As effective as the companies that make “unitasker” gadgets can be at making the us think that their specialty product is the newest thing that we cannot live without, I tend to be more skeptical than not. I’m more firmly footed in the Alton Brown camp of thinking: if a kitchen tool is good at one and only one thing, it will tend to sit around the vast majority of the time and not be used, rendering it practically useless, and then eventually forgotten.
I recently acquired a Cave Tools Chicken Wing & Leg Rack to put through its paces out on the grill. I think it certainly qualifies as an item that is very much specialty in purpose, as it is at its core a rack on which to hold up chicken off of the BBQ grill grates, and hanging high in the air to catch more of the convection heat in the air as opposed to more of a conduction or radiating heat from the flames or charcoal below.
The rack itself has foldable stands on each side that hold up pretty sturdy with a locking mechanism. The rack contains 12 holders for chicken; specifically for yardbird parts such as “Wings, Legs, Thighs or Drumsticks,” as Cave Tools promotes in their marketing materials (although I’m not sure what the difference between “legs” and “drumsticks” are).
The U-shaped parts of the wire can hold up the knobby end of chicken legs admirably, just as long as the drumsticks in question are of medium size or larger. When it comes to chicken wings, you must have whole wings in order to drape hook the pointing part of the chicken appendage over the wire to make it stay in place. Cut wing pieces such as flats or drummies are simply too small to stay up. When it comes to thighs (or breasts for that matter) are a little trickier, as you need to find the right part of the bone and flesh to be securely held in place.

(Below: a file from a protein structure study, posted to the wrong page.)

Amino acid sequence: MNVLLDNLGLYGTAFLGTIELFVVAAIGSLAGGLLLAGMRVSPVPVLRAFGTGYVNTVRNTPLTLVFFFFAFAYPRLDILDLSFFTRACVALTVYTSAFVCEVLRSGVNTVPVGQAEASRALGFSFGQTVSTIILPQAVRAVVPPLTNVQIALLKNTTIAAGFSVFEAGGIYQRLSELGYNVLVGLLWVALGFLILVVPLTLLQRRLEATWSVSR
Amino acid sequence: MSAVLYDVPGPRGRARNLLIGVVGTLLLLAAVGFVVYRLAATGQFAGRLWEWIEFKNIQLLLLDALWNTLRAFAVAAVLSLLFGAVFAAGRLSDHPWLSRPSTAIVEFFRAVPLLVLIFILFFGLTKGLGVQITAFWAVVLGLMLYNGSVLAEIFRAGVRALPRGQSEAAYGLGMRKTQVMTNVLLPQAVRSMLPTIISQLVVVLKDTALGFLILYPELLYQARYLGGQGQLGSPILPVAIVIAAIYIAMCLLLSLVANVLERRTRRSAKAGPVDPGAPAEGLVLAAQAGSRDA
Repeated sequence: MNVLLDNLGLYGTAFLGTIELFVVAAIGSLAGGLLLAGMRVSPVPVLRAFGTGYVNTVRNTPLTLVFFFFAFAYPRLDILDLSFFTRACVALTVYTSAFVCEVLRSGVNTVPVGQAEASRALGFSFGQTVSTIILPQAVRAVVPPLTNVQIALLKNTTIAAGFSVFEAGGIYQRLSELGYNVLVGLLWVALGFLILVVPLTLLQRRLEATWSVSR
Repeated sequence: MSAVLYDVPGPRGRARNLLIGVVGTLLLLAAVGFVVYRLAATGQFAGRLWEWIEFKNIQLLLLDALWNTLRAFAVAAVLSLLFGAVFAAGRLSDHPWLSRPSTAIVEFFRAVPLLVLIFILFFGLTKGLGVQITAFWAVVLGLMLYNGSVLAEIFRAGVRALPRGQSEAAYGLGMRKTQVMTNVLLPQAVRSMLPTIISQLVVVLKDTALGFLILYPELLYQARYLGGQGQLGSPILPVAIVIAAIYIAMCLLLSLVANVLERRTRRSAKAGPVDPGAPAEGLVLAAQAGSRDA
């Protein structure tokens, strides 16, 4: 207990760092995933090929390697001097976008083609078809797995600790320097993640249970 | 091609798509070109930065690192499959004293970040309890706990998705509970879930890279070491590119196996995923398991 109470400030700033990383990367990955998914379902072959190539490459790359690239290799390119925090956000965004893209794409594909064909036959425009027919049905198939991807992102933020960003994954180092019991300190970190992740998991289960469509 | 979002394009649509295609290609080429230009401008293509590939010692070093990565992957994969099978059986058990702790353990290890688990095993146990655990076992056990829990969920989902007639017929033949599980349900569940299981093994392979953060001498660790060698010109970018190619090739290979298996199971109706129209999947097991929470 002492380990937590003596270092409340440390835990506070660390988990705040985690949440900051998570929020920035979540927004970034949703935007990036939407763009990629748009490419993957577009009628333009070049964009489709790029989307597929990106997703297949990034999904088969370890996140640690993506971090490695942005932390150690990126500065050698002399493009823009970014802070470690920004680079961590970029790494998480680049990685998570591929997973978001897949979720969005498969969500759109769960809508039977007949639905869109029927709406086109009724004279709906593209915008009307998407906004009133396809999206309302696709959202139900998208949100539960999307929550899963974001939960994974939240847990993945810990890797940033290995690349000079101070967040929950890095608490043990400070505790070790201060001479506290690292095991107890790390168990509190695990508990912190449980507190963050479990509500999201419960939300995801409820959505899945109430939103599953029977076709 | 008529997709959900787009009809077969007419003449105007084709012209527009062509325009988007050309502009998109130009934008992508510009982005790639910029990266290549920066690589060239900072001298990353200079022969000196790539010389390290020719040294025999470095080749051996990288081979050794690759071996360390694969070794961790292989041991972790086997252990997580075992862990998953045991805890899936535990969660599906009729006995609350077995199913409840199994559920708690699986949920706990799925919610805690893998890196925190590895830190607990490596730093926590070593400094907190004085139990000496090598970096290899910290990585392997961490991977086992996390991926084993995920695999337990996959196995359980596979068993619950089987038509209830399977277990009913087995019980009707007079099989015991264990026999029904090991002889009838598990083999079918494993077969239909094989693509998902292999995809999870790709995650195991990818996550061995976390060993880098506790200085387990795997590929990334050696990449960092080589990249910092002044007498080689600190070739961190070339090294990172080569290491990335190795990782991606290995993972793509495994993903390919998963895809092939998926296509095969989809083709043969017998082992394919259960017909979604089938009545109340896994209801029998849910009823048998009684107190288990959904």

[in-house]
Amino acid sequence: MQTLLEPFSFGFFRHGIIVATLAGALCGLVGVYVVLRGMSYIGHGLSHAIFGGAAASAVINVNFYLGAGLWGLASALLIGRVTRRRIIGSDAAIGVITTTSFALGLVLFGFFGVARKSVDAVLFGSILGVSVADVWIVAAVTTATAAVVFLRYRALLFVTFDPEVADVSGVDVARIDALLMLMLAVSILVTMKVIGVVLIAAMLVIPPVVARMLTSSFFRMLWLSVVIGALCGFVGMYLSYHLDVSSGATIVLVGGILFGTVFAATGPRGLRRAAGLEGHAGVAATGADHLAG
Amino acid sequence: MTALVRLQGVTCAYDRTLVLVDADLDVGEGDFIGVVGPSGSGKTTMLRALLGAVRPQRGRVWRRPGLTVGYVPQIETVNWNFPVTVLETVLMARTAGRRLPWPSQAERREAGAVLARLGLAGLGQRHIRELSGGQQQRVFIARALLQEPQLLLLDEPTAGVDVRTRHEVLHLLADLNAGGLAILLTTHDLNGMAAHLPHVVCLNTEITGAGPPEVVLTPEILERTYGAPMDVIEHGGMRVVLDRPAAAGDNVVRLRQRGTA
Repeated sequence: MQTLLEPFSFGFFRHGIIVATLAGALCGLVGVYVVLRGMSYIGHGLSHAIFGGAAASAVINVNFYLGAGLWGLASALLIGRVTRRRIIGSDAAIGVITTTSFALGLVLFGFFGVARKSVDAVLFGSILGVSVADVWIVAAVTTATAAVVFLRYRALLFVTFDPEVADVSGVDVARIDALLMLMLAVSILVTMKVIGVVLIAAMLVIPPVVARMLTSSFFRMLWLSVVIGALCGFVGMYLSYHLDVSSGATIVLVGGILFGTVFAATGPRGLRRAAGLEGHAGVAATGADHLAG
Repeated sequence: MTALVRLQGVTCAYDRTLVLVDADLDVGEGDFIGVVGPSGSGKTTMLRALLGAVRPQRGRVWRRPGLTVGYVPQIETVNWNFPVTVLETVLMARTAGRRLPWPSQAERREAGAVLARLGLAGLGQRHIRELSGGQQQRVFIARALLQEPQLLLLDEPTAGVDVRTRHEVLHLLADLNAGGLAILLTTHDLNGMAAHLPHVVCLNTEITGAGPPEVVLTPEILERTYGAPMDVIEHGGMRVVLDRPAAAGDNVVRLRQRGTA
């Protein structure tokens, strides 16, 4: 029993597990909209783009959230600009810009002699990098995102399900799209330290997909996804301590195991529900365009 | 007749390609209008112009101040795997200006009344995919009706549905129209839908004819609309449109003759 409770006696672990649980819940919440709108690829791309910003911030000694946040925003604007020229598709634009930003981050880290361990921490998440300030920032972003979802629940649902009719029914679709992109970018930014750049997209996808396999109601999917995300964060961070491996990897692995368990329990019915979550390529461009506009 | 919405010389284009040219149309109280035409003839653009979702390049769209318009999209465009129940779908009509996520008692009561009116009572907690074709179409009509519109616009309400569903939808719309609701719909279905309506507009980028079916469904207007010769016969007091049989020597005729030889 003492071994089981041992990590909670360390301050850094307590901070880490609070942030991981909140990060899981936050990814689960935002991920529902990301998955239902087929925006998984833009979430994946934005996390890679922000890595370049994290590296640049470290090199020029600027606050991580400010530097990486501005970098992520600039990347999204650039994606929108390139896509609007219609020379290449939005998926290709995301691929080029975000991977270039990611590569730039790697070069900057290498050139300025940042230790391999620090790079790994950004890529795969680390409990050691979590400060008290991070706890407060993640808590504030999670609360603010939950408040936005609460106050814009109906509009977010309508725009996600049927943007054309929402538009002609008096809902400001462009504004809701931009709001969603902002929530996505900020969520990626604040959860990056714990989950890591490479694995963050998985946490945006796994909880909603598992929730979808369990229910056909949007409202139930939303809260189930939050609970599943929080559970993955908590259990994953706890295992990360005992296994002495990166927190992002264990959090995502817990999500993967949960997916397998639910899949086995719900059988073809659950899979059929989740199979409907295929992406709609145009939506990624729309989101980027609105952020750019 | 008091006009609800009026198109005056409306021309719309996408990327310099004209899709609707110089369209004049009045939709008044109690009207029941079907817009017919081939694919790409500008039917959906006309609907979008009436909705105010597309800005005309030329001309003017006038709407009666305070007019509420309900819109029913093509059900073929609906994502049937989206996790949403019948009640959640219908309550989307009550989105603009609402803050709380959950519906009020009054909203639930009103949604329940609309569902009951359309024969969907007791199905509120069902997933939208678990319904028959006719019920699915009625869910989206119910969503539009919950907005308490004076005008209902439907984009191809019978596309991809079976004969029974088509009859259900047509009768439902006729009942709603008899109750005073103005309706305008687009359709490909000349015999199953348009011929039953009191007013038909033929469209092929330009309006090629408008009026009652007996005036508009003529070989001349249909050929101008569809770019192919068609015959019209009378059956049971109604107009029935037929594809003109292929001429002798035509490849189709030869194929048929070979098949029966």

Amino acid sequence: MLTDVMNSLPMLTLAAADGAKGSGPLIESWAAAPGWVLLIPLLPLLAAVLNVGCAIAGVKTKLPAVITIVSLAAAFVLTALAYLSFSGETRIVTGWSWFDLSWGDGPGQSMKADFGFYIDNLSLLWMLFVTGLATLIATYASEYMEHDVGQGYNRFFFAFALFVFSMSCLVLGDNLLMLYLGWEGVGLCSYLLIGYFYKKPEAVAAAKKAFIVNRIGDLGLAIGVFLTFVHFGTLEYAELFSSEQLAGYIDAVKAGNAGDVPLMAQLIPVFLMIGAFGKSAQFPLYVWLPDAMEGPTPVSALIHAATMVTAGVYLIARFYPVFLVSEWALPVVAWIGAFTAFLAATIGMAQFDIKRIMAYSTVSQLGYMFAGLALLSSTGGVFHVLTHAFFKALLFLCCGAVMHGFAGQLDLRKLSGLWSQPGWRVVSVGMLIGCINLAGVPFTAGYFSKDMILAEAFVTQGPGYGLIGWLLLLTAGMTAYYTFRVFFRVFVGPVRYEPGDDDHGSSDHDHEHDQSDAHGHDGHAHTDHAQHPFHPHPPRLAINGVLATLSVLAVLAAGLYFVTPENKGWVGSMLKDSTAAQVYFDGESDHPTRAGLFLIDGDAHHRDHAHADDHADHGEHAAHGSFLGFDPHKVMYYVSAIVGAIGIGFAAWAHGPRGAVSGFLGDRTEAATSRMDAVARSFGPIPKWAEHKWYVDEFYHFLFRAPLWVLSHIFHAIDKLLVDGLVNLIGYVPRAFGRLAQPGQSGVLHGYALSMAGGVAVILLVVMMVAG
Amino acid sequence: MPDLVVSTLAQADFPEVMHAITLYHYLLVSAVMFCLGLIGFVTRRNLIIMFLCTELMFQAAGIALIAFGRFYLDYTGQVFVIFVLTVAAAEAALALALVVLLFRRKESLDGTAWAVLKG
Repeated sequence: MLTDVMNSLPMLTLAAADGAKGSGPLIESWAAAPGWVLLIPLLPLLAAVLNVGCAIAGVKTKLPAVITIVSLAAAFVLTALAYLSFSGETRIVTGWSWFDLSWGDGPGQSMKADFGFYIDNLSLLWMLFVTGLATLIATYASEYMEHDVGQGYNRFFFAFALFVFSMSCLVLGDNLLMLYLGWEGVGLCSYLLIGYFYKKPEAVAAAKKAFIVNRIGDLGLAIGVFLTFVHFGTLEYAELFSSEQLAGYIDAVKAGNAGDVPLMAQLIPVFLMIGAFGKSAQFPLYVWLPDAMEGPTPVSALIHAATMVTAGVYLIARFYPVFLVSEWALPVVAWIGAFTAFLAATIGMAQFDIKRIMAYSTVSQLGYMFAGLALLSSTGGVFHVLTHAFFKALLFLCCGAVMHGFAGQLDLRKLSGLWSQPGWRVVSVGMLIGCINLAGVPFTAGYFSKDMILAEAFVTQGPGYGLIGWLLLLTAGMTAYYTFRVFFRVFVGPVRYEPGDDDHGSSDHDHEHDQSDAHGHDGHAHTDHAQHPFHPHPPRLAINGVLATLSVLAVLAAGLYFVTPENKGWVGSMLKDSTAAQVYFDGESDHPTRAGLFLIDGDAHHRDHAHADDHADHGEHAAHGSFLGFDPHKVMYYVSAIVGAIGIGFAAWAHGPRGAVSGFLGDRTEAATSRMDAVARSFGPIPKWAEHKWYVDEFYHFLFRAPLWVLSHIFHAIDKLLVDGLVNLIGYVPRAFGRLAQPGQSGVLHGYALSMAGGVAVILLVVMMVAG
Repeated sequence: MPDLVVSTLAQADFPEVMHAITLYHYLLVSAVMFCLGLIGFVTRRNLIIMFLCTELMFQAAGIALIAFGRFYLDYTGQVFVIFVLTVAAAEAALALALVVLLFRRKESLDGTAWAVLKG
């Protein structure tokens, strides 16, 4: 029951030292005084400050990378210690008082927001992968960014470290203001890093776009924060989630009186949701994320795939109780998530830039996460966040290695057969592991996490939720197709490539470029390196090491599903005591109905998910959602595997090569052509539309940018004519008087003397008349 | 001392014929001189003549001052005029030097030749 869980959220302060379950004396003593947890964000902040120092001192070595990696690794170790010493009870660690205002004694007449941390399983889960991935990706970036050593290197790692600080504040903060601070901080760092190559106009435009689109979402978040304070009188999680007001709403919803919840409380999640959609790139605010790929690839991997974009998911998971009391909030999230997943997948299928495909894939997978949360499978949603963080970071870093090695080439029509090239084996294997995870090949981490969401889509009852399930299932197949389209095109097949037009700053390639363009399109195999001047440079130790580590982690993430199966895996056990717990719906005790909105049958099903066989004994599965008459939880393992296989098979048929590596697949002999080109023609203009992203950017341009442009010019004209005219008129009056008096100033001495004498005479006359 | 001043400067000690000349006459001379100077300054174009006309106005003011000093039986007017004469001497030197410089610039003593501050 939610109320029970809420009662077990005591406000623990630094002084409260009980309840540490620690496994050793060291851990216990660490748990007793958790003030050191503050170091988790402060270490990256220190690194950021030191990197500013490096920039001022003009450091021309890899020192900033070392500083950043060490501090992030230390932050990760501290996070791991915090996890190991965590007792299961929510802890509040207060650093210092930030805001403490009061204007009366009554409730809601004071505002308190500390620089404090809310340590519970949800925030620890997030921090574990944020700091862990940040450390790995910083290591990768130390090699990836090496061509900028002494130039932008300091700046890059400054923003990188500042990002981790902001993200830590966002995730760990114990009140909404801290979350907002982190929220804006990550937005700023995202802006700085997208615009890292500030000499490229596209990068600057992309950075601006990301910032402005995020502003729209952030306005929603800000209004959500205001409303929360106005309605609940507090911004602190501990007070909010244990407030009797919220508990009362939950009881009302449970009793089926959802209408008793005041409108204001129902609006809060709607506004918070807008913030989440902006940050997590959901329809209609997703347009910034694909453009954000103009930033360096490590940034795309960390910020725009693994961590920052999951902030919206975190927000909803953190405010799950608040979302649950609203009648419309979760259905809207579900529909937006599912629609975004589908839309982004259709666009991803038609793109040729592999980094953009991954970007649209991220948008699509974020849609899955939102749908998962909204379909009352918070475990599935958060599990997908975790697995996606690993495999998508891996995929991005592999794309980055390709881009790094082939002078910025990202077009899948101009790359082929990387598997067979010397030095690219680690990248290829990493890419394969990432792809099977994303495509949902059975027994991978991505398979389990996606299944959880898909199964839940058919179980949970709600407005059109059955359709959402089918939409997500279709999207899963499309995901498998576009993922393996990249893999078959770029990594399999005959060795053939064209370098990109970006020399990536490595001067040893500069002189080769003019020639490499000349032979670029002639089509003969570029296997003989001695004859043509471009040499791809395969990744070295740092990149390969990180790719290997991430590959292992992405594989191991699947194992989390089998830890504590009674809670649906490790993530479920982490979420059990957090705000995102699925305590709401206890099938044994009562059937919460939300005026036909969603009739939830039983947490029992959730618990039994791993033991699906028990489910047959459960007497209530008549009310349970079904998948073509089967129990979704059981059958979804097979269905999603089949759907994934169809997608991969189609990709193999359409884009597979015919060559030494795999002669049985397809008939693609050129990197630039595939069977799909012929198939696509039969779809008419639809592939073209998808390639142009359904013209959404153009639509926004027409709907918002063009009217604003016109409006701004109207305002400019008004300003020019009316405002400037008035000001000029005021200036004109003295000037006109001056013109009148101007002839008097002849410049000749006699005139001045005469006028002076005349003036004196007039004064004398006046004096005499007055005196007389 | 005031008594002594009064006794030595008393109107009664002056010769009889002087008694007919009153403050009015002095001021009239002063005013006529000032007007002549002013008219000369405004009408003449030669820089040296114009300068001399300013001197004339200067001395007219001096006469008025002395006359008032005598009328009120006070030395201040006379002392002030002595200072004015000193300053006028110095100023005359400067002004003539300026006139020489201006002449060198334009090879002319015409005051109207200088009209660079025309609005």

Applying rub to chicken parts, while the drip pan contains sliced onions and peppers with butter to be sauteed.
Action out on he grill.
One of the better features in my opinion is the drip pan. In it, not only can you catch fat that drips down from your chicken, but place whatever assorted chopped vegetables you want. This is a great “two birds with one stone” aspect, as you can cut some peppers and onions (as I did in my example) to be sauteed in butter and in the grease drippings of the chicken legs.
If you don’t do the sliced veggies route in the drip pan, you can still collect the chicken fat for your favorite sauce, gravy or soup.
I had also thrown some boneless chicken breasts directly on the grill to cut up and use with the peppers and onions to make fajitas later.
The height of the drip pan and rack was just short enough to place under the lid of my Weber grill. If your BBQ grill or smoker has a deep-enough lid, you should have no trouble fitting the Cave Tools Chicken Wing & Leg Rack underneath.
After about 30 minutes of a hot and fast grilling session, it was time to take the food inside.
The chicken legs were done adequately, although a touch more direct heat could have created more of a crispy skin on the legs. I also like a bit of charring, and the chicken will not get any of that hanging up on the rack.
The vegetables, on the other hand, were phenomenal! The extra cooking time and simmering and sauteeing made for perfect onions and peppers. The bell peppers developed a little hot, black roasting on the skin, and the onions were wonderfully caramelized.
So…I was pleased with the performance that the Cave Tools Chicken Wing & Leg Rack gave, while not exactly compelling me to leap out of my skin with enthusiasm. It certainly qualifies as a cooking tool that goes beyond the “unitasking,” use-it-once-and-then-forget-about-it kind of apparatus. I will definitely use it from time to time on my outdoor grilling and smoking excursions.
My rating for this is a solid 3.5 out of 5.
This rack and drip pan are stainless steel and are 100% dishwasher safe. You can get one for yourself at https://cavetools.com/products/chicken-wing-leg-rack for $17.99 plus shipping.